The Evolution Of American Democracy Essay

1406 Words6 Pages
The Evolution of the American Democracy "United States can be seen as the first liberal democracy. The United States Constitution, adopted in 1788, provided for an elected government and protected civil rights and liberties. On the American frontier, democracy became a way of life, with widespread social, economic and political equality. The system gradually evolved, from Jeffersonian Democracy or the First Party System to Jacksonian Democracy or the Second Party System and later to the Third Party System. In Reconstruction after the Civil War (late 1860s) the newly freed slaves became citizens, and they were given the vote as well." (Web, 1) "After 1815 Americans transformed the republic of the Founding Fathers into a democracy.…show more content…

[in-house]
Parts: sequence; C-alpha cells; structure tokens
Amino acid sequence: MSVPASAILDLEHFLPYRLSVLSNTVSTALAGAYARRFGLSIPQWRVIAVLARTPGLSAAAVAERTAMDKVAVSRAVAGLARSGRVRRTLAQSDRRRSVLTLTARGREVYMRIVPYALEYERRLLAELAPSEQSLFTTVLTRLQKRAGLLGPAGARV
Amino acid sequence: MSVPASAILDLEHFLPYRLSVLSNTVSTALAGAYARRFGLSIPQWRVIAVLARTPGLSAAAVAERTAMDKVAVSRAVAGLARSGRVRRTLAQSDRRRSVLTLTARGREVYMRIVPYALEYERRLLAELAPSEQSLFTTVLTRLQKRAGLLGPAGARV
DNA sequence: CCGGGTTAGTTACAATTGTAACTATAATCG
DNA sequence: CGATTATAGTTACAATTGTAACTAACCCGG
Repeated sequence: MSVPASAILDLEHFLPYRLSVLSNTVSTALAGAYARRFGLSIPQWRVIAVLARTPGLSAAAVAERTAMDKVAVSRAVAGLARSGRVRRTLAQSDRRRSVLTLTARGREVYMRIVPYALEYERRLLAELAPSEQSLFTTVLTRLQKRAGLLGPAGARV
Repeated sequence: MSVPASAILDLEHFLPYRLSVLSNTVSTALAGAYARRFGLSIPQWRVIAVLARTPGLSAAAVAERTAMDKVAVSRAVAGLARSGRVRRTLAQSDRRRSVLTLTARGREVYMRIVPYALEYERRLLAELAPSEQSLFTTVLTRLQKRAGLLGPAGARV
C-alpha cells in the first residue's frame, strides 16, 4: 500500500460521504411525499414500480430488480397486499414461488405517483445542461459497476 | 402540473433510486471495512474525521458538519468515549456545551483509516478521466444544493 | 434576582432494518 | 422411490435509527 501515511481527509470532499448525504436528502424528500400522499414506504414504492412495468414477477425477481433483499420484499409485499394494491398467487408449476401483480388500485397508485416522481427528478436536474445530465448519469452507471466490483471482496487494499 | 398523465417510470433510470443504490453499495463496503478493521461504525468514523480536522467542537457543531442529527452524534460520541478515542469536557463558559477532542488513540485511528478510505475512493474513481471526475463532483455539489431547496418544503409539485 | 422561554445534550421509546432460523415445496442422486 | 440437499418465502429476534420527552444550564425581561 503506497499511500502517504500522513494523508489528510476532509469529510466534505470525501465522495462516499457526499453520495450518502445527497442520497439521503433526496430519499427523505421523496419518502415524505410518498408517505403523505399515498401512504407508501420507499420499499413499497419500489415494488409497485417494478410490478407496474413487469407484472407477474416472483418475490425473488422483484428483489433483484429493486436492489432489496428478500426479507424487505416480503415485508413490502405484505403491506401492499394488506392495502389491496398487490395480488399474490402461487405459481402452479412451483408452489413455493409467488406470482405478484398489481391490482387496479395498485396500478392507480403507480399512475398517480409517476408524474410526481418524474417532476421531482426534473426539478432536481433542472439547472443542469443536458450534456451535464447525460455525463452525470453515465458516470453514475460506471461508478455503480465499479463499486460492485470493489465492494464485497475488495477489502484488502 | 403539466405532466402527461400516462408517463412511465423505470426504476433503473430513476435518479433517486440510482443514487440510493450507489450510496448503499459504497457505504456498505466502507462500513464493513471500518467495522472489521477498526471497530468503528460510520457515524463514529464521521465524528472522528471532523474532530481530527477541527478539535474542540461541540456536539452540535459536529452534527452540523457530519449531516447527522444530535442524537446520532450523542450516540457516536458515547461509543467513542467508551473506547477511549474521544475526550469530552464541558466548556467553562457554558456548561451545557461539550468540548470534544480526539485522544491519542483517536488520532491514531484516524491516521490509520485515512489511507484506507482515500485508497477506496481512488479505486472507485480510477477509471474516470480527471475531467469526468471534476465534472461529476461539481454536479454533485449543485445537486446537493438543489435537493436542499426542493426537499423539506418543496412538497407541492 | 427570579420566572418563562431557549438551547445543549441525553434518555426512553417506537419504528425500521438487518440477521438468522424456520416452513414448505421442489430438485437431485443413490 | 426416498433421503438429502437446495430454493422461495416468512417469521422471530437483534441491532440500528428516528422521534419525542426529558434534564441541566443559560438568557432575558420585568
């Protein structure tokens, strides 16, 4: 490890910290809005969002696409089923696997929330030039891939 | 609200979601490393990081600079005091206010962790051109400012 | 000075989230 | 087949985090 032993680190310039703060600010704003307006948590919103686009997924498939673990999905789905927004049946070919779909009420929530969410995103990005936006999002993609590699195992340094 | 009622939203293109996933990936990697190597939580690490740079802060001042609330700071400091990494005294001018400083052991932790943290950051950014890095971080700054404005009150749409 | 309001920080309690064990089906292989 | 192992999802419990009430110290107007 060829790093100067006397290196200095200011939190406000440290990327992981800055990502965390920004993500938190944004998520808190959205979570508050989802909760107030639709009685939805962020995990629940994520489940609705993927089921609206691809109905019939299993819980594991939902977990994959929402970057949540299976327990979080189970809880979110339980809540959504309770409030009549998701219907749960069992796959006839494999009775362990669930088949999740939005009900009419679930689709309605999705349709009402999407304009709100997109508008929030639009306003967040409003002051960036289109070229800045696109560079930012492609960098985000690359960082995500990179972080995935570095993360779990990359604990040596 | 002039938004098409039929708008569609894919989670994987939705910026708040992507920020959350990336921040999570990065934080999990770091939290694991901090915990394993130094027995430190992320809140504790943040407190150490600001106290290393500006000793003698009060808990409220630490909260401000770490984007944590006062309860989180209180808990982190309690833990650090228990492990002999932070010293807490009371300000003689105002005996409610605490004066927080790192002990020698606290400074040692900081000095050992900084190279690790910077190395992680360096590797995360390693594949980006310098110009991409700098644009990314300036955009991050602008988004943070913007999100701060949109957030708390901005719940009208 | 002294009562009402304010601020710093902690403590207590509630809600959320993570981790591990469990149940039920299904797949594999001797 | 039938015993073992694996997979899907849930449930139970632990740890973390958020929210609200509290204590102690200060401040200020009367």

Petitioning, parading, and mobbing (each of which included Americans who were not white males) had all been crucial to the American Revolutionary movement, and they had continued to play important roles in Jeffersonian America. By the 1830s and 1840s, spontaneous parades and mob actions played smaller roles in political life, and more-respectable citizens viewed such activities as disorderly and criminal. Popular participation in politics was more and more limited to voting. Furthermore, voting was organized not by the voice of the citizenry, but by a national two–party system staffed by disciplined professionals. These professionals included candidates, appointed office holders, newspaper editors, and local leaders who organized voters, wrote party platforms, and developed party ideologies in ways that only partially and indirectly reflected popular wishes. Thus political participation was democratized by the 1830s. But democracy included only white men, and even they were transformed from citizens to spectators. Neither the Jeffersonians nor their Federalist opponents admitted to being a political party. To them the term party meant the same as faction. It also meant the victory of selfishness and contention over the selfless unanimity they felt a republic needed. However, two events caused important politicians to reconsider the value of parties. First, the
Open Document